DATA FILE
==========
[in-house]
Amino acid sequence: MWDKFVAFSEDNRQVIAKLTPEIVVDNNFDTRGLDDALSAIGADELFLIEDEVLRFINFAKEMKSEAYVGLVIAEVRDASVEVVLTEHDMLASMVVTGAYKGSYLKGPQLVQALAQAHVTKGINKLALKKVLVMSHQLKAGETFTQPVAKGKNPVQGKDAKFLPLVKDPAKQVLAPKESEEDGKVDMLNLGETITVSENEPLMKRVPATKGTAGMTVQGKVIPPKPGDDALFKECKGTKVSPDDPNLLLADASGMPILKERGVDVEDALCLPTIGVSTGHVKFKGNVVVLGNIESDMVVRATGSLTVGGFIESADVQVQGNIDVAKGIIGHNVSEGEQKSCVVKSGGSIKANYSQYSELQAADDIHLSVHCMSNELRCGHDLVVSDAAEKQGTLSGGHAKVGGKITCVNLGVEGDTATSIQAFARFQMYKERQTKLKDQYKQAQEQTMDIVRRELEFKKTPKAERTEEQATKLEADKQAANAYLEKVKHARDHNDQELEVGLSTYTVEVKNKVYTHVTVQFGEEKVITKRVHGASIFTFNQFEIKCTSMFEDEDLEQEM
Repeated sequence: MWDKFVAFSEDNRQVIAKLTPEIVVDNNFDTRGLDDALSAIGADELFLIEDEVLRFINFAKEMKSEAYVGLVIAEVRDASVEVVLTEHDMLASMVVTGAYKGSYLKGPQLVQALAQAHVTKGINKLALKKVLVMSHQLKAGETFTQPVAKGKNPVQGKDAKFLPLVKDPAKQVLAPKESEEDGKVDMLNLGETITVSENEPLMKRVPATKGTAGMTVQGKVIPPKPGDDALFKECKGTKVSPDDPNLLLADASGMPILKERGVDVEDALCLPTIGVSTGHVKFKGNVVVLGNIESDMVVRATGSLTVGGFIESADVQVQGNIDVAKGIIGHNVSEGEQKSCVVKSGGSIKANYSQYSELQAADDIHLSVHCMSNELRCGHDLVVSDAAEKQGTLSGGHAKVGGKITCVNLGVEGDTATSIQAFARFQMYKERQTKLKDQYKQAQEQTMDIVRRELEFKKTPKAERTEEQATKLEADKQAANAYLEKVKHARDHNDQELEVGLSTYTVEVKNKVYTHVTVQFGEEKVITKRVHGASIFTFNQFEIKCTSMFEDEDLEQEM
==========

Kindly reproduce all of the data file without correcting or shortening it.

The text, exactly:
[in-house]
Amino acid sequence: MWDKFVAFSEDNRQVIAKLTPEIVVDNNFDTRGLDDALSAIGADELFLIEDEVLRFINFAKEMKSEAYVGLVIAEVRDASVEVVLTEHDMLASMVVTGAYKGSYLKGPQLVQALAQAHVTKGINKLALKKVLVMSHQLKAGETFTQPVAKGKNPVQGKDAKFLPLVKDPAKQVLAPKESEEDGKVDMLNLGETITVSENEPLMKRVPATKGTAGMTVQGKVIPPKPGDDALFKECKGTKVSPDDPNLLLADASGMPILKERGVDVEDALCLPTIGVSTGHVKFKGNVVVLGNIESDMVVRATGSLTVGGFIESADVQVQGNIDVAKGIIGHNVSEGEQKSCVVKSGGSIKANYSQYSELQAADDIHLSVHCMSNELRCGHDLVVSDAAEKQGTLSGGHAKVGGKITCVNLGVEGDTATSIQAFARFQMYKERQTKLKDQYKQAQEQTMDIVRRELEFKKTPKAERTEEQATKLEADKQAANAYLEKVKHARDHNDQELEVGLSTYTVEVKNKVYTHVTVQFGEEKVITKRVHGASIFTFNQFEIKCTSMFEDEDLEQEM
Repeated sequence: MWDKFVAFSEDNRQVIAKLTPEIVVDNNFDTRGLDDALSAIGADELFLIEDEVLRFINFAKEMKSEAYVGLVIAEVRDASVEVVLTEHDMLASMVVTGAYKGSYLKGPQLVQALAQAHVTKGINKLALKKVLVMSHQLKAGETFTQPVAKGKNPVQGKDAKFLPLVKDPAKQVLAPKESEEDGKVDMLNLGETITVSENEPLMKRVPATKGTAGMTVQGKVIPPKPGDDALFKECKGTKVSPDDPNLLLADASGMPILKERGVDVEDALCLPTIGVSTGHVKFKGNVVVLGNIESDMVVRATGSLTVGGFIESADVQVQGNIDVAKGIIGHNVSEGEQKSCVVKSGGSIKANYSQYSELQAADDIHLSVHCMSNELRCGHDLVVSDAAEKQGTLSGGHAKVGGKITCVNLGVEGDTATSIQAFARFQMYKERQTKLKDQYKQAQEQTMDIVRRELEFKKTPKAERTEEQATKLEADKQAANAYLEKVKHARDHNDQELEVGLSTYTVEVKNKVYTHVTVQFGEEKVITKRVHGASIFTFNQFEIKCTSMFEDEDLEQEM